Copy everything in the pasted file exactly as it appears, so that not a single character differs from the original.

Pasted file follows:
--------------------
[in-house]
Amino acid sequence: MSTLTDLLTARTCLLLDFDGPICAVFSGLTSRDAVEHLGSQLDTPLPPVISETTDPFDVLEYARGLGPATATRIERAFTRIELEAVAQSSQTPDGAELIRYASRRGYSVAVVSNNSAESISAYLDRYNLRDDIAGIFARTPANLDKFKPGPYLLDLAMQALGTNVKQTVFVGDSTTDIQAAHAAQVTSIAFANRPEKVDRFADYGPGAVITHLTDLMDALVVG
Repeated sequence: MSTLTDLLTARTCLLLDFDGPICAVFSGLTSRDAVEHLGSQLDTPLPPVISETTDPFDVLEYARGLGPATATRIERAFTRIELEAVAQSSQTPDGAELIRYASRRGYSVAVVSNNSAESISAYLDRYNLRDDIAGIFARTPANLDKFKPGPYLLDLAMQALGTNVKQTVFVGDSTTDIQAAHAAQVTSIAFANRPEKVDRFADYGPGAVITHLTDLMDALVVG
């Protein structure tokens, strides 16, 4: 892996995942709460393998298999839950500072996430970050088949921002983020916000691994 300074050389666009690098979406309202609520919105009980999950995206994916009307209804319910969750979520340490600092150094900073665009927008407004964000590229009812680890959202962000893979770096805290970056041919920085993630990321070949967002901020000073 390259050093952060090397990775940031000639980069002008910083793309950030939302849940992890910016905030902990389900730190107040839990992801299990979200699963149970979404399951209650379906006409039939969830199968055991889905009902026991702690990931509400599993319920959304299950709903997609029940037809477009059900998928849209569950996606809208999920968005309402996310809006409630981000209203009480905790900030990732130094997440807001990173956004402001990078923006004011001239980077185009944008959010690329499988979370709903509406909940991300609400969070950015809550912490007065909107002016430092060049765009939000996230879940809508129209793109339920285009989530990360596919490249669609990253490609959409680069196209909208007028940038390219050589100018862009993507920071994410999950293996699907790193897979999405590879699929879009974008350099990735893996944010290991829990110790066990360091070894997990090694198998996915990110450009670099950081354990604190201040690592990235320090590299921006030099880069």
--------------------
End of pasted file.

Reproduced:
[in-house]
Amino acid sequence: MSTLTDLLTARTCLLLDFDGPICAVFSGLTSRDAVEHLGSQLDTPLPPVISETTDPFDVLEYARGLGPATATRIERAFTRIELEAVAQSSQTPDGAELIRYASRRGYSVAVVSNNSAESISAYLDRYNLRDDIAGIFARTPANLDKFKPGPYLLDLAMQALGTNVKQTVFVGDSTTDIQAAHAAQVTSIAFANRPEKVDRFADYGPGAVITHLTDLMDALVVG
Repeated sequence: MSTLTDLLTARTCLLLDFDGPICAVFSGLTSRDAVEHLGSQLDTPLPPVISETTDPFDVLEYARGLGPATATRIERAFTRIELEAVAQSSQTPDGAELIRYASRRGYSVAVVSNNSAESISAYLDRYNLRDDIAGIFARTPANLDKFKPGPYLLDLAMQALGTNVKQTVFVGDSTTDIQAAHAAQVTSIAFANRPEKVDRFADYGPGAVITHLTDLMDALVVG
């Protein structure tokens, strides 16, 4: 892996995942709460393998298999839950500072996430970050088949921002983020916000691994 300074050389666009690098979406309202609520919105009980999950995206994916009307209804319910969750979520340490600092150094900073665009927008407004964000590229009812680890959202962000893979770096805290970056041919920085993630990321070949967002901020000073 390259050093952060090397990775940031000639980069002008910083793309950030939302849940992890910016905030902990389900730190107040839990992801299990979200699963149970979404399951209650379906006409039939969830199968055991889905009902026991702690990931509400599993319920959304299950709903997609029940037809477009059900998928849209569950996606809208999920968005309402996310809006409630981000209203009480905790900030990732130094997440807001990173956004402001990078923006004011001239980077185009944008959010690329499988979370709903509406909940991300609400969070950015809550912490007065909107002016430092060049765009939000996230879940809508129209793109339920285009989530990360596919490249669609990253490609959409680069196209909208007028940038390219050589100018862009993507920071994410999950293996699907790193897979999405590879699929879009974008350099990735893996944010290991829990110790066990360091070894997990090694198998996915990110450009670099950081354990604190201040690592990235320090590299921006030099880069």